This is neither a pro-wolf article nor an anti-wolf rant. This is a fact provider; a return to rationality, pure and simple.
We need wolves, if for no other reason than to express that we are capable of arresting our species' downward spiral. We, as humans, need to be able to display our ability to coexist with other members of nature in a manner that does not require us to destroy that which we cannot completely control.
For many, wolves represent the untamable and must therefore be eradicated. We have undertaken this extermination approach previously, only to discover that wolves do indeed serve a purpose within the intricate balance of our ecosystem; unintended results of our haste in removing the wolf produced a boom of the Yellowstone elk population, followed by the destruction of the Yellowstone Aspen.
Do we need to manage wolves? Yes, but management plans must be adhered to. Recent, cursory management pursuits have permitted a few anti-wolf advocates to further their objectives through fear mongering, with their rhetoric serving no other purpose than to gain more support for their chimerical cause. Mismanagement by regulatory agencies affords them this opportunity.
Understanding regulatory mismanagement and the ignorance represented by an eradication mindset require only a quick view of the facts.
Fact 1: The U.S. Fish and Wildlife Service'szz Environmental Impact Statement issued at the time of wolf reintroduction in 1994 placed a cap of 300 on the combined wolf populations for Idaho, Wyoming and Montana. Currently, there are more than 500 wolves within Montana alone. The Montana Fish, Wildlife and Parks wolf management plan advises a population of 100, with 15 breeding pairs. This plan must be re-evaluated or enacted.
Fact 2: Minnesota is barely half the size of Montana, with 10 times the population density; yet, the Minnesota Department of Natural Resources records a wolf population of 2,921. Yes, the timber wolf is smaller than the grey wolf of Montana, and the movement of milk cattle varies from that of range cattle. However, these facts do not justify a wolf population difference that is nearly six times greater than Montana's, considering census and land size.
Fact 3: Montana's population has grown significantly since introduction of the wolf in 1994, from 830,000 to roughly 1 million residents. The increase in population requires expansion into previously undeveloped land, forcing game into farther reaches. Additionally, some of these residents will become sportsmen (elk licenses have risen 17 percent and non-resident licenses 15 percent since 1994). In-depth Malthusian analysis is not necessary to understand that more hunters in the woods, combined with the decreasing elk habitat, will result in decreased elk populations. Denial of these facts makes the wolf the scapegoat.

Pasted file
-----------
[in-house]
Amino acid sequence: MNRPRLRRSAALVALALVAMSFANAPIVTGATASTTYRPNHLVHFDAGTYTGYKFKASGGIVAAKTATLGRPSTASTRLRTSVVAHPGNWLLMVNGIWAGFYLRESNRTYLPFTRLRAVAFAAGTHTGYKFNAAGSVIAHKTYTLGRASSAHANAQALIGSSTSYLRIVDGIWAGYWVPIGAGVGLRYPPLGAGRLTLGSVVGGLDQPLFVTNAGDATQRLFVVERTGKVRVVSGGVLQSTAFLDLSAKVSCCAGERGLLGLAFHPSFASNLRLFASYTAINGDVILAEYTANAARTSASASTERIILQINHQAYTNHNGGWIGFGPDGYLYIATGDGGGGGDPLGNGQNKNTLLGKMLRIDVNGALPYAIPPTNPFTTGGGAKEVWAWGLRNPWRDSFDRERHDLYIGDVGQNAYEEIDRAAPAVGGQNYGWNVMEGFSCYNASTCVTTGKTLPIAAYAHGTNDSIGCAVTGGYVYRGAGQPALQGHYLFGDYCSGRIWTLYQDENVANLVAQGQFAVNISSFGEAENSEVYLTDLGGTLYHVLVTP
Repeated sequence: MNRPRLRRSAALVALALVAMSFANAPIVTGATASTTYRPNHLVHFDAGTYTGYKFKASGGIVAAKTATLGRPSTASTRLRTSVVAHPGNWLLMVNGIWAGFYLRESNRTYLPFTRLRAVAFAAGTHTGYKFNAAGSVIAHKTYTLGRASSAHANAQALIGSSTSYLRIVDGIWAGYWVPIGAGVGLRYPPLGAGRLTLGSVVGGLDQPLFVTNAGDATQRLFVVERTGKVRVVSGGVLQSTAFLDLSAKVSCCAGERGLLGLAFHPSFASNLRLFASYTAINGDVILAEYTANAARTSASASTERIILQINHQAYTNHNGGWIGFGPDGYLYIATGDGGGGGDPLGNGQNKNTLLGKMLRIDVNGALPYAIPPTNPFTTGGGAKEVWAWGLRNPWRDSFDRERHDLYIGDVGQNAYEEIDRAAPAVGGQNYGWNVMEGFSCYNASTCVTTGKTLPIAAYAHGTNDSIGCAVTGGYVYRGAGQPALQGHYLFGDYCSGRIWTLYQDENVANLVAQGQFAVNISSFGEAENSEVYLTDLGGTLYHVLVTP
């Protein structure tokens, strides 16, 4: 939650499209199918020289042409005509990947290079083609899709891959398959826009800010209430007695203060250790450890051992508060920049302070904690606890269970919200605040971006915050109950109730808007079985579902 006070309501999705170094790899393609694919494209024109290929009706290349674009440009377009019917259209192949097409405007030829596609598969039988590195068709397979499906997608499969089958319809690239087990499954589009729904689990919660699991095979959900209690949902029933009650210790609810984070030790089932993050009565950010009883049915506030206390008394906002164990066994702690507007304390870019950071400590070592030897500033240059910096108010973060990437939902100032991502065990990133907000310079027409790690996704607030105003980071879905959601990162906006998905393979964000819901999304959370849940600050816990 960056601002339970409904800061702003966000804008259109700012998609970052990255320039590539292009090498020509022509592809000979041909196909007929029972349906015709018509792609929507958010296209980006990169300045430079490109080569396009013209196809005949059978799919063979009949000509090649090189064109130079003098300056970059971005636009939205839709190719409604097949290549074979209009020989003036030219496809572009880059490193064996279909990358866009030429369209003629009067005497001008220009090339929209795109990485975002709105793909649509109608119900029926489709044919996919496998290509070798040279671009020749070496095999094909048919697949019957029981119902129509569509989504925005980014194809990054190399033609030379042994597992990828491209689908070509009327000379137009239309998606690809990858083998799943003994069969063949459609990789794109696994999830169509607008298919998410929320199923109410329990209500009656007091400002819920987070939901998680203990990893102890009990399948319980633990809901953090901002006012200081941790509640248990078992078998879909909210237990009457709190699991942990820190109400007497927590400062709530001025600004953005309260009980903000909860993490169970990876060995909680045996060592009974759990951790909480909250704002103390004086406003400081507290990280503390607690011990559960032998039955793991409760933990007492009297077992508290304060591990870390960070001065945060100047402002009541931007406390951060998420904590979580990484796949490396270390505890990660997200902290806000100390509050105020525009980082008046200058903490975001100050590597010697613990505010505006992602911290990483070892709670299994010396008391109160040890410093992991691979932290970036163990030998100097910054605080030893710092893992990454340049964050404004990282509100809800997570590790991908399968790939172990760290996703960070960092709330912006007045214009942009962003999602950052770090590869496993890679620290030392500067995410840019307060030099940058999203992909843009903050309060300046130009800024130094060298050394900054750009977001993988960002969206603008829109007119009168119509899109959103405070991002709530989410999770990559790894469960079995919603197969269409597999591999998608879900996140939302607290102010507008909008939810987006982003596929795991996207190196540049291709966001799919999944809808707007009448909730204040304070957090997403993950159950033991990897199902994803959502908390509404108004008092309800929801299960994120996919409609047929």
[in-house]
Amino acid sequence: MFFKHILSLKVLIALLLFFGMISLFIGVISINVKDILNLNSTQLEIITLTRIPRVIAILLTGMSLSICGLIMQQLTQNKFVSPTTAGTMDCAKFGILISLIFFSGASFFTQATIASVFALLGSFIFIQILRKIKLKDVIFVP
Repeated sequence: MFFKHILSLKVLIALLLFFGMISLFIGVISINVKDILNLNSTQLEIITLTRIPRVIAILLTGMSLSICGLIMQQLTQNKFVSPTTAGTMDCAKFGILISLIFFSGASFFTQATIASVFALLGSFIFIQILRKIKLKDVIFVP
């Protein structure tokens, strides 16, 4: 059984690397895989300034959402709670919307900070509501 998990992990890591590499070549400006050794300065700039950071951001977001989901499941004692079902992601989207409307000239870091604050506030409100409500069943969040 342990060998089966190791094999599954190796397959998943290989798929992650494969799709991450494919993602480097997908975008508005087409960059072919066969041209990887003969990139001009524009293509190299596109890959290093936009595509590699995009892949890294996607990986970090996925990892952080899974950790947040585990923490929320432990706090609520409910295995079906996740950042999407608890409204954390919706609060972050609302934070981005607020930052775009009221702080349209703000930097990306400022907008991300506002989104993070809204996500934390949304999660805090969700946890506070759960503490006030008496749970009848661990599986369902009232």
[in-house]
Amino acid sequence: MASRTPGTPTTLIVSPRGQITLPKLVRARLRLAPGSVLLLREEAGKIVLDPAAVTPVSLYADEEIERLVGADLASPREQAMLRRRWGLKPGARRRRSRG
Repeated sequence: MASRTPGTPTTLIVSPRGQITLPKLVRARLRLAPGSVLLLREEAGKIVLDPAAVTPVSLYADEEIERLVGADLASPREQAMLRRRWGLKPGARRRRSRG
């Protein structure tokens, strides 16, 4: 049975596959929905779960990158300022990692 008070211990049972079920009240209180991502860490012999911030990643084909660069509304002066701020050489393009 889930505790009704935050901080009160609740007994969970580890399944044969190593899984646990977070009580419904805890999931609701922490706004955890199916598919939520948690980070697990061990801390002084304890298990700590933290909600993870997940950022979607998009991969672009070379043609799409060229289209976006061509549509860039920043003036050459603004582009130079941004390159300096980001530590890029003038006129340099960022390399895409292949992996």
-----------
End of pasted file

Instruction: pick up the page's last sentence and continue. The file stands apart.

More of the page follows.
Fact 4: Elk migrate seasonally; as a sportsman, I recognize and accept this. This does not mean elk have disappeared. Take, for example, the West Fork of the Bitterroot - a contentious site in the wolf debate. One must ask, if there are, as some have noted, "no elk" in the West Fork, then why were 25 cow elk permits provided for the 2010 hunting season in HD 250? If you remove the factory (the cows), you remove the product (more elk). Therefore, wolves cannot be solely to blame for the decrease in the West Fork elk population. Human influence is calculable.
Has the government mismanaged wolf reintroduction? Yes, and we, as Montanans, should hold them accountable. However, when we permit an alarmist mentality to overwhelm rational fact, we become victims of our own reactionary attitudes.
Humans are not the authors of existence, and while we may portend to act with beneficent entitlement, history has proven this to be an undeniably false belief. Wolves represent the recalcitrance of nature, and eradication of the intractable merely exhibits our lack of humility.
Hayden Janssen lives in Missoula.
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